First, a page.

Ross Berry

Protecting Your Rights in Criminal Cases

Protecting Your Rights in Criminal Cases

It doesn’t matter whether you have a criminal record or not you still have rights.  Knowing your rights can help protect you if you find yourself in a situation involving the police.  The police are interested in making arrests not in protecting your rights in criminal cases, the onus is going to be on you or your attorney.  Here are some important tips to help you protect yourself.

  1. You have the right to refuse to allow police to search your home or office. However if they do have a warrant from the courts then you must let them in to do their jobs.  If they do not have a warrant then you should close your door firmly and contact an attorney.
  2. While you have the right to refuse a sobriety test if you have been pulled over doing so is not without consequences. You will be arrested on the spot and lose your license.  Most states maintain that if you have a driver’s license that automatically means you consent to a breathalyzer test at any time.
  3. Never be confrontational when dealing with law enforcement. While you can assert your rights, doing so in a courteous and respectful manner will make the situation go smoother.  Being polite and well-spoken will get you further and it may help you not end up in jail.
  4. Violating probation or parole is a serious offense and you can end up serving the rest of your sentence in custody along with additional time. If you commit another crime you can expect to spend significant time in jail.  Here is what you should do if you violate your probation.

  1. Do not ever waive your right to have an attorney present when being questioned, nor should you ever take on the job of representing yourself. This is a sure fire way to get the worst sentence possible, attorneys are there to advocate on your behalf and make sure you don’t have to go to jail any longer than necessary.
  2. Be very wary of what you post on social media it can and will be brought up in court if it serves the opposing side. This is particularly important in divorce cases but it can be used in other situations as well.  Text messages can also be used against you.  Make no mistake, law enforcement can identify your IP address and prove that posts came from your phone or computer.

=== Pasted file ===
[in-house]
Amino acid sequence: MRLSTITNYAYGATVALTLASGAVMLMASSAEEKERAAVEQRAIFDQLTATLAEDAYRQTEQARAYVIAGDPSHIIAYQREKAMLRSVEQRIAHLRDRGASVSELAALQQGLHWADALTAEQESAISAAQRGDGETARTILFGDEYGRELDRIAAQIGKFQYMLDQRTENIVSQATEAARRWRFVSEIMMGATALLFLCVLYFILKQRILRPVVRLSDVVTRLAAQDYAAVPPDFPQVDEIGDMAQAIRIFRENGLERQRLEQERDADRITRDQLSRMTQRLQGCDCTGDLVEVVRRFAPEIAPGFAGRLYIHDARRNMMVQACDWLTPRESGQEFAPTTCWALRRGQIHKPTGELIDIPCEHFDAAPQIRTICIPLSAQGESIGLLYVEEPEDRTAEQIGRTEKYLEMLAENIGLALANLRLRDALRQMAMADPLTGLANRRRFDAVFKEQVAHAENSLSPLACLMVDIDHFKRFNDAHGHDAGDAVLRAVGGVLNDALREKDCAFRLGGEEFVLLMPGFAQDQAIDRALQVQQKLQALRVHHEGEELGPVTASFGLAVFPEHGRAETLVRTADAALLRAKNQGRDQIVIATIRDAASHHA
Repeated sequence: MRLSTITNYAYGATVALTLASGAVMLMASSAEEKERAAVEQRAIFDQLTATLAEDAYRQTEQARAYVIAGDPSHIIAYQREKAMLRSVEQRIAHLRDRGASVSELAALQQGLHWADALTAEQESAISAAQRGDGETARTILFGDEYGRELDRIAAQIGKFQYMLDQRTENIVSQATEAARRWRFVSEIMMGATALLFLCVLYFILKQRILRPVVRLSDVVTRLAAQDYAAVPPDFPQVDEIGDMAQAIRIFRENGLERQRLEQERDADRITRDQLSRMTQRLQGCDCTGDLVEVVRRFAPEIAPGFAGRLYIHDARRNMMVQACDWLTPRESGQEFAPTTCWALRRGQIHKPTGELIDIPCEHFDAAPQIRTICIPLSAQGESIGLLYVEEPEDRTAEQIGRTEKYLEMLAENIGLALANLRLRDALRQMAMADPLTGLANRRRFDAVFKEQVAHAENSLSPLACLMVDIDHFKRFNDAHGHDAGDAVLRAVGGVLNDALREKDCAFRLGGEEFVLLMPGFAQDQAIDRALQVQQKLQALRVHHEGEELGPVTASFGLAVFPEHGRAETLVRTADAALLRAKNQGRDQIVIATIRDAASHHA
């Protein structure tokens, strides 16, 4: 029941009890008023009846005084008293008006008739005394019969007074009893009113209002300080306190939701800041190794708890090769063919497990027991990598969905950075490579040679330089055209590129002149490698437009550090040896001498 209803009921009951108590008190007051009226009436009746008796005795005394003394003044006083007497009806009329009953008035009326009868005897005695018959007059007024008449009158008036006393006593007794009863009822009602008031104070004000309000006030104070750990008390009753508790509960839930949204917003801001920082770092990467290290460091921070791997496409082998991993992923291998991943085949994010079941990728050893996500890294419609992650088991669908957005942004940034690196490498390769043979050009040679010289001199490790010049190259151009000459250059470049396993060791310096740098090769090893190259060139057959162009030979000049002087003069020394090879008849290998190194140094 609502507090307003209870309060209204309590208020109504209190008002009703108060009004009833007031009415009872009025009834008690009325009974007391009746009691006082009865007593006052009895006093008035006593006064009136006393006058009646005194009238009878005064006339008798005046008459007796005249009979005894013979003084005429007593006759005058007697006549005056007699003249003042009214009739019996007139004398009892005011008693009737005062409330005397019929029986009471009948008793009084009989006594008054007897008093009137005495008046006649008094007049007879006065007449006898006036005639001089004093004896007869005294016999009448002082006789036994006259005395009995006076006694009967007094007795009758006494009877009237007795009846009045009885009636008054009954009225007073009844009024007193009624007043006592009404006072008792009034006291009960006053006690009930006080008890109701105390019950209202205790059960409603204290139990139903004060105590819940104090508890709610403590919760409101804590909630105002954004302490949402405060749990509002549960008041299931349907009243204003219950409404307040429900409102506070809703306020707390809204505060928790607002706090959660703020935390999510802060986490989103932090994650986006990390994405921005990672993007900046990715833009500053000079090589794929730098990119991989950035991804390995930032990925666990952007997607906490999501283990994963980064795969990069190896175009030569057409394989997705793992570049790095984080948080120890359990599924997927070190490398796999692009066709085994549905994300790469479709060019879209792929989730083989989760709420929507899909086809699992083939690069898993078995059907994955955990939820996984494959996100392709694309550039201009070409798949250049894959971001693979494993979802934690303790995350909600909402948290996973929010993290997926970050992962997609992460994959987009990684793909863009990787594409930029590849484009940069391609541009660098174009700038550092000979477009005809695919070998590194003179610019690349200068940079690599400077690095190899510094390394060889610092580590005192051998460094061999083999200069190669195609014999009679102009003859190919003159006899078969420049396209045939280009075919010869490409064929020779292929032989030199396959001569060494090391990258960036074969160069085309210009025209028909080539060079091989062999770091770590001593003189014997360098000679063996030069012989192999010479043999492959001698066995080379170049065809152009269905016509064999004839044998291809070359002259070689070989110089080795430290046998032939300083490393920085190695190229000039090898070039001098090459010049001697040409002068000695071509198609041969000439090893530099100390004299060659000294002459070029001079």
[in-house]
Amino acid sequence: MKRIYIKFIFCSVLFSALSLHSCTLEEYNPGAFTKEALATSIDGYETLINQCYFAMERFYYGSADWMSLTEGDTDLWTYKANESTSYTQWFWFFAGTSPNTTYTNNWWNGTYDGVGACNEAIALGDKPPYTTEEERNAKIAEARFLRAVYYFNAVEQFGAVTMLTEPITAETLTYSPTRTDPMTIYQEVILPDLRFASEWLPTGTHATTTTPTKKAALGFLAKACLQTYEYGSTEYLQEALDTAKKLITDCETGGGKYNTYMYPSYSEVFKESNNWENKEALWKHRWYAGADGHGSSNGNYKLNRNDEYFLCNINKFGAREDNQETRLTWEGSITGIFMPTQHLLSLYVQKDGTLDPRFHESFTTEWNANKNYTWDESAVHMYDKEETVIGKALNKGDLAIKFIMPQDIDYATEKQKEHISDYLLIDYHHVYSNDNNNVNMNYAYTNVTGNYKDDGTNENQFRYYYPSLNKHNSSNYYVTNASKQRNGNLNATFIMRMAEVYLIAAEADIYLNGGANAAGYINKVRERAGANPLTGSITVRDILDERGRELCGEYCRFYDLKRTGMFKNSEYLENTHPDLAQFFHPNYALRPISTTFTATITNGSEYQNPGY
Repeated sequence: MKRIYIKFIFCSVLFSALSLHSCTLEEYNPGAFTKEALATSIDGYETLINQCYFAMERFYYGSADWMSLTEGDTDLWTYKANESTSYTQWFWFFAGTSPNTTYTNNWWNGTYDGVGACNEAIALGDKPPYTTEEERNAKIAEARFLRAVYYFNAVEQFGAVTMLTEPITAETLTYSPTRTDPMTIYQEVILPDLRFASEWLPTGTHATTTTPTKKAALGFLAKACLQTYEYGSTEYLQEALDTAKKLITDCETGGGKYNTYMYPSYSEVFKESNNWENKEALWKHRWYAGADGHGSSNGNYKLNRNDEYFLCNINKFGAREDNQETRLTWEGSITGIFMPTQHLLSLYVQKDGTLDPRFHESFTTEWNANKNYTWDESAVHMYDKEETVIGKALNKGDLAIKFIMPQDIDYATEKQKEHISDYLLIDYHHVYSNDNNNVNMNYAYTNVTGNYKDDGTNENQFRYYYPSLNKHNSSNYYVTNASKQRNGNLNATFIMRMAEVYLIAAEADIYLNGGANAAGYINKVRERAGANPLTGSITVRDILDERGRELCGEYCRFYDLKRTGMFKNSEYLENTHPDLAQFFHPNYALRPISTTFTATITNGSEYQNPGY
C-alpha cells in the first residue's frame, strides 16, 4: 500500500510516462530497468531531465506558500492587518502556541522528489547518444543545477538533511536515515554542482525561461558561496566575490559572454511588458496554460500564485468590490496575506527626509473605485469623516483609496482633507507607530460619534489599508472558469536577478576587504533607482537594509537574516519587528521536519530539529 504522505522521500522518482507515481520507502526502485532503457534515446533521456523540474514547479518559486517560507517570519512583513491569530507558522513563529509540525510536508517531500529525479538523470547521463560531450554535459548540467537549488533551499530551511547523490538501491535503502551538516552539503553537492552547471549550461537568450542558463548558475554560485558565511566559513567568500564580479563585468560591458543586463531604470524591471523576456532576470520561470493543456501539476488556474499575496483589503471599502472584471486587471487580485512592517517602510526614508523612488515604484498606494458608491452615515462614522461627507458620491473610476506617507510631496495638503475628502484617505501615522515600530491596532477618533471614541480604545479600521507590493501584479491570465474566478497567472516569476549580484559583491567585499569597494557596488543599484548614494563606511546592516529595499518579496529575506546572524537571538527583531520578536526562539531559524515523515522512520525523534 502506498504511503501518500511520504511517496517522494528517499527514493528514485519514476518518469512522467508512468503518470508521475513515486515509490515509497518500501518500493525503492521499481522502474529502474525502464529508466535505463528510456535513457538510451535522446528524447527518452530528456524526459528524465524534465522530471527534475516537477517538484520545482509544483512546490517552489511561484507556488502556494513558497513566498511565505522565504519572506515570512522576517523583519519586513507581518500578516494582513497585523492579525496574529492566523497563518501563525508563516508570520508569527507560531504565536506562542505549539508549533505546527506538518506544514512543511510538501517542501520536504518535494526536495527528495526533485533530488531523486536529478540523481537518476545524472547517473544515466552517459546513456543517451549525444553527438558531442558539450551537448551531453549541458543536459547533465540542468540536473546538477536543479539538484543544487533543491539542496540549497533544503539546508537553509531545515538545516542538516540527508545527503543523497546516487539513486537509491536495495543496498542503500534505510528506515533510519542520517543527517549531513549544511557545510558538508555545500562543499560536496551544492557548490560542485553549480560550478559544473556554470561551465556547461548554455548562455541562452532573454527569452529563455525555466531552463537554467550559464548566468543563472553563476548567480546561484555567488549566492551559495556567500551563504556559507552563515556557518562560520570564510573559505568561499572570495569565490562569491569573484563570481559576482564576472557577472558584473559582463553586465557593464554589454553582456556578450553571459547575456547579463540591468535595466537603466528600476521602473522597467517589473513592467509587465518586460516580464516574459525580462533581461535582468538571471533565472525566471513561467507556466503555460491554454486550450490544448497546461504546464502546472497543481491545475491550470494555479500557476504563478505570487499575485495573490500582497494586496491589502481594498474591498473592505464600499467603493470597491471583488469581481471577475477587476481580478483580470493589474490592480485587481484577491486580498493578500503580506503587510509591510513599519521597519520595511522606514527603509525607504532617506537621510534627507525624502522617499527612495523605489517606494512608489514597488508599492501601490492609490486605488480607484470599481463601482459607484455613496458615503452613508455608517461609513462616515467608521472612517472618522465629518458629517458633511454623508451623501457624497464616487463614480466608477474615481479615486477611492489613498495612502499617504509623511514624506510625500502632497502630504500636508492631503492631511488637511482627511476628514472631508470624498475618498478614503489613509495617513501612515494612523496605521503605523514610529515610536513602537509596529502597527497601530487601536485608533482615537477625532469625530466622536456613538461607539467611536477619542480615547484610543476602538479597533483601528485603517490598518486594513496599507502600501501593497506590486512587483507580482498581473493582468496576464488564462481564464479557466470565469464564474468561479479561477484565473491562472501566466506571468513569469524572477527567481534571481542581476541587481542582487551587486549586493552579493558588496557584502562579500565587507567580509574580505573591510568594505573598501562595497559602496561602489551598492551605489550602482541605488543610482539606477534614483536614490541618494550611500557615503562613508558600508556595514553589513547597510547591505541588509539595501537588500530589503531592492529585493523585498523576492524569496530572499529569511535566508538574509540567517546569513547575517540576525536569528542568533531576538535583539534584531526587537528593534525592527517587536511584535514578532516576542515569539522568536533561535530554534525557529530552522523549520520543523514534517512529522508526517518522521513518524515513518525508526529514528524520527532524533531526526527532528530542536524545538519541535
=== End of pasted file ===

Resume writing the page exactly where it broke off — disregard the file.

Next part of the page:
3. If it has been years since you got into any trouble then you may be able to have your record expunged. This means that any future employer or landlord will not be able to see if you have been previously charged with an offense.
Protecting Your Children When it comes to Custody

Protecting Your Children When it comes to Custody

Our children are the most important things in our world, they are our highest achievements and they represent our future.  Protecting your children comes as second nature, you want them to be healthy, happy, get a good education and have a promising future.  But when it comes to divorce the decisions you are forced to make aren’t always easy ones.  Protecting your children when it comes to custody is difficult but here are some tips that can help.

Listen to What Your Children Have to Say

Any mental health professional will tell you that children need to feel that they are being heard and it is your job to listen to what they have to say.  You need to talk to your children about what is going on and listen for what they need.  Even younger kids are capable of expressing their desires or insecurities.  Older kids in some state are allowed input as to where they want to live and their feelings on custody or visitation.

Parent Together

You and your spouse may not be married anymore but you will always be the parents of these children and will need to work together to make decisions.  You should have a parenting plan that will include things like custody, both legal and physical along with visitation.  If you can’t come to an agreement then before you seek legal action you can work with a mediator to help you come to an agreement in a way that is supportive rather than hostile.

Paying Child Support

Child support is the law and if you can’t come to an agreement then the court will do it for you.  Most states have a guideline based on income that they follow and should you fail to pay child support you can face legal action.  Failure to pay child support can result in the suspension of your passport or driver’s license along with jail time if you fall too far in arrears.

Also bear in mind that for the parent receiving the child support that the money is not federally taxed as income.  If you are the parent in receipt of the child support payments you need to make sure that the payments are designated as child support and not alimony.  Your attorney should make that clear in your divorce agreement.

Getting a divorce is an emotional time, but it is also the time where you need to set aside your differences and work towards the best interests of your children.  They are your most important priority.